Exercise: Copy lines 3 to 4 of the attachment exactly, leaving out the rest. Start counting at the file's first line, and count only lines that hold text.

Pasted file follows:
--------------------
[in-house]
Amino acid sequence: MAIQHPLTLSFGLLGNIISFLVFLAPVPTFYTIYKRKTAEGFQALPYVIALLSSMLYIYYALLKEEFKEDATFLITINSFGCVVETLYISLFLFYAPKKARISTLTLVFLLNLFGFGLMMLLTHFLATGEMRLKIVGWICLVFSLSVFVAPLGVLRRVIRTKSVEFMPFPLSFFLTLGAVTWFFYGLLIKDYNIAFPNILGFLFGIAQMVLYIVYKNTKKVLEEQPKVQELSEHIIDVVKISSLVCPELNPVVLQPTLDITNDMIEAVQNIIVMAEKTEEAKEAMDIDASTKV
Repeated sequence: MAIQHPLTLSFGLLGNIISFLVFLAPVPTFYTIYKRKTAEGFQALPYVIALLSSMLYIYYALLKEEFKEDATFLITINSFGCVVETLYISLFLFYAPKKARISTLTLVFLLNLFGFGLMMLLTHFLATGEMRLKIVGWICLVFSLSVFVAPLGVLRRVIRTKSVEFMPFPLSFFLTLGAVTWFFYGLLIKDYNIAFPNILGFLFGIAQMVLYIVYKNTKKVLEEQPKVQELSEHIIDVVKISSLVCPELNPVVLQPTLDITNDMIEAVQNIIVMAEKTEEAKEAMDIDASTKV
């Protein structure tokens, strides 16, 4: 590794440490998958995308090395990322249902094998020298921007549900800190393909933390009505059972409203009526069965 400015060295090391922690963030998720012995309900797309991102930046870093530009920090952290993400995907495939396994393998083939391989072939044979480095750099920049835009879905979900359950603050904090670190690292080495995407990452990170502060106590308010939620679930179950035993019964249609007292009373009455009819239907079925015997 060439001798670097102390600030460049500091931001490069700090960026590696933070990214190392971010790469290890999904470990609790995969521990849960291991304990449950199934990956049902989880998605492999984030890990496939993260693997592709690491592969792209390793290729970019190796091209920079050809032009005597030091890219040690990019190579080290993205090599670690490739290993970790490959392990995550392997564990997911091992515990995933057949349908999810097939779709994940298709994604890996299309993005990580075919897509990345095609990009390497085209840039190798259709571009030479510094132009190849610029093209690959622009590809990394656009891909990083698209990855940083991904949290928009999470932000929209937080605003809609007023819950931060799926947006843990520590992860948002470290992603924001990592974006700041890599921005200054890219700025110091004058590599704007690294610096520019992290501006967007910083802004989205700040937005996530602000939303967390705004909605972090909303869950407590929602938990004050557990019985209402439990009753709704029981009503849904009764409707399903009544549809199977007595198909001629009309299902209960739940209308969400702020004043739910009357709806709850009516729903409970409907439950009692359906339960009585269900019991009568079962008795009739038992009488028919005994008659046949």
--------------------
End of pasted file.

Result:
Repeated sequence: MAIQHPLTLSFGLLGNIISFLVFLAPVPTFYTIYKRKTAEGFQALPYVIALLSSMLYIYYALLKEEFKEDATFLITINSFGCVVETLYISLFLFYAPKKARISTLTLVFLLNLFGFGLMMLLTHFLATGEMRLKIVGWICLVFSLSVFVAPLGVLRRVIRTKSVEFMPFPLSFFLTLGAVTWFFYGLLIKDYNIAFPNILGFLFGIAQMVLYIVYKNTKKVLEEQPKVQELSEHIIDVVKISSLVCPELNPVVLQPTLDITNDMIEAVQNIIVMAEKTEEAKEAMDIDASTKV
């Protein structure tokens, strides 16, 4: 590794440490998958995308090395990322249902094998020298921007549900800190393909933390009505059972409203009526069965 400015060295090391922690963030998720012995309900797309991102930046870093530009920090952290993400995907495939396994393998083939391989072939044979480095750099920049835009879905979900359950603050904090670190690292080495995407990452990170502060106590308010939620679930179950035993019964249609007292009373009455009819239907079925015997 060439001798670097102390600030460049500091931001490069700090960026590696933070990214190392971010790469290890999904470990609790995969521990849960291991304990449950199934990956049902989880998605492999984030890990496939993260693997592709690491592969792209390793290729970019190796091209920079050809032009005597030091890219040690990019190579080290993205090599670690490739290993970790490959392990995550392997564990997911091992515990995933057949349908999810097939779709994940298709994604890996299309993005990580075919897509990345095609990009390497085209840039190798259709571009030479510094132009190849610029093209690959622009590809990394656009891909990083698209990855940083991904949290928009999470932000929209937080605003809609007023819950931060799926947006843990520590992860948002470290992603924001990592974006700041890599921005200054890219700025110091004058590599704007690294610096520019992290501006967007910083802004989205700040937005996530602000939303967390705004909605972090909303869950407590929602938990004050557990019985209402439990009753709704029981009503849904009764409707399903009544549809199977007595198909001629009309299902209960739940209308969400702020004043739910009357709806709850009516729903409970409907439950009692359906339960009585269900019991009568079962008795009739038992009488028919005994008659046949």